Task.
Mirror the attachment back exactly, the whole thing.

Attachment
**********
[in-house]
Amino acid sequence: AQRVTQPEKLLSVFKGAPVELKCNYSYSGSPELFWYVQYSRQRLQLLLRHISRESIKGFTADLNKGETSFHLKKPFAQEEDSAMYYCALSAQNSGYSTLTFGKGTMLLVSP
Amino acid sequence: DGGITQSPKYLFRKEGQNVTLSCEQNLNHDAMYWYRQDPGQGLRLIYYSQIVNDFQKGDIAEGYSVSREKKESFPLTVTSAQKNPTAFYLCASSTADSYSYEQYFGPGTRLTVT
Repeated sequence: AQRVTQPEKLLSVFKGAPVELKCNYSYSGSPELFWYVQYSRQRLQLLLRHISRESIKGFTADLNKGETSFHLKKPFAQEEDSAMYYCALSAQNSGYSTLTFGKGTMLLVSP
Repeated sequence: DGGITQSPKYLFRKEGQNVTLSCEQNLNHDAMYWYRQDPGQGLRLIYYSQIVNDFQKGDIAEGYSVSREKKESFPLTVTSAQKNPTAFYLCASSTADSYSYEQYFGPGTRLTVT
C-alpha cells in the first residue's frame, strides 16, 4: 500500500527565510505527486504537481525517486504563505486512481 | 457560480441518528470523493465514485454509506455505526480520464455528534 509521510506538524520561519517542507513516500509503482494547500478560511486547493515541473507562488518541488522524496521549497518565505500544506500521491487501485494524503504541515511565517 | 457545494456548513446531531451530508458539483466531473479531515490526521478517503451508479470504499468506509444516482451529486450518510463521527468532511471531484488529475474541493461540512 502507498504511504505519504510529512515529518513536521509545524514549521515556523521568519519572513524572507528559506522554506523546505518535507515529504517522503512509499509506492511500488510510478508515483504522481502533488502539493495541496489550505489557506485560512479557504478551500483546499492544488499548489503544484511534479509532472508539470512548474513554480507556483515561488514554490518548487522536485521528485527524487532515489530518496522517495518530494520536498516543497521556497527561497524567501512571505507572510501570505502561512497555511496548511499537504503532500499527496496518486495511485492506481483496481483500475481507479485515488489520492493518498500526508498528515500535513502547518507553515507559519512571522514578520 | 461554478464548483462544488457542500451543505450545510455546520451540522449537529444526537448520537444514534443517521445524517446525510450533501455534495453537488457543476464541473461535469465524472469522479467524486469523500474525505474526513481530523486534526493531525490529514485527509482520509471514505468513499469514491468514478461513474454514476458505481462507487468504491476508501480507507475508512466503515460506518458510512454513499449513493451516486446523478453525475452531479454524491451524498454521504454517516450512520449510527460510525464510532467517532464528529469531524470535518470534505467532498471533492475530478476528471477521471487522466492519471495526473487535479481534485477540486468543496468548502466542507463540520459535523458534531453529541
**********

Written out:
[in-house]
Amino acid sequence: AQRVTQPEKLLSVFKGAPVELKCNYSYSGSPELFWYVQYSRQRLQLLLRHISRESIKGFTADLNKGETSFHLKKPFAQEEDSAMYYCALSAQNSGYSTLTFGKGTMLLVSP
Amino acid sequence: DGGITQSPKYLFRKEGQNVTLSCEQNLNHDAMYWYRQDPGQGLRLIYYSQIVNDFQKGDIAEGYSVSREKKESFPLTVTSAQKNPTAFYLCASSTADSYSYEQYFGPGTRLTVT
Repeated sequence: AQRVTQPEKLLSVFKGAPVELKCNYSYSGSPELFWYVQYSRQRLQLLLRHISRESIKGFTADLNKGETSFHLKKPFAQEEDSAMYYCALSAQNSGYSTLTFGKGTMLLVSP
Repeated sequence: DGGITQSPKYLFRKEGQNVTLSCEQNLNHDAMYWYRQDPGQGLRLIYYSQIVNDFQKGDIAEGYSVSREKKESFPLTVTSAQKNPTAFYLCASSTADSYSYEQYFGPGTRLTVT
C-alpha cells in the first residue's frame, strides 16, 4: 500500500527565510505527486504537481525517486504563505486512481 | 457560480441518528470523493465514485454509506455505526480520464455528534 509521510506538524520561519517542507513516500509503482494547500478560511486547493515541473507562488518541488522524496521549497518565505500544506500521491487501485494524503504541515511565517 | 457545494456548513446531531451530508458539483466531473479531515490526521478517503451508479470504499468506509444516482451529486450518510463521527468532511471531484488529475474541493461540512 502507498504511504505519504510529512515529518513536521509545524514549521515556523521568519519572513524572507528559506522554506523546505518535507515529504517522503512509499509506492511500488510510478508515483504522481502533488502539493495541496489550505489557506485560512479557504478551500483546499492544488499548489503544484511534479509532472508539470512548474513554480507556483515561488514554490518548487522536485521528485527524487532515489530518496522517495518530494520536498516543497521556497527561497524567501512571505507572510501570505502561512497555511496548511499537504503532500499527496496518486495511485492506481483496481483500475481507479485515488489520492493518498500526508498528515500535513502547518507553515507559519512571522514578520 | 461554478464548483462544488457542500451543505450545510455546520451540522449537529444526537448520537444514534443517521445524517446525510450533501455534495453537488457543476464541473461535469465524472469522479467524486469523500474525505474526513481530523486534526493531525490529514485527509482520509471514505468513499469514491468514478461513474454514476458505481462507487468504491476508501480507507475508512466503515460506518458510512454513499449513493451516486446523478453525475452531479454524491451524498454521504454517516450512520449510527460510525464510532467517532464528529469531524470535518470534505467532498471533492475530478476528471477521471487522466492519471495526473487535479481534485477540486468543496468548502466542507463540520459535523458534531453529541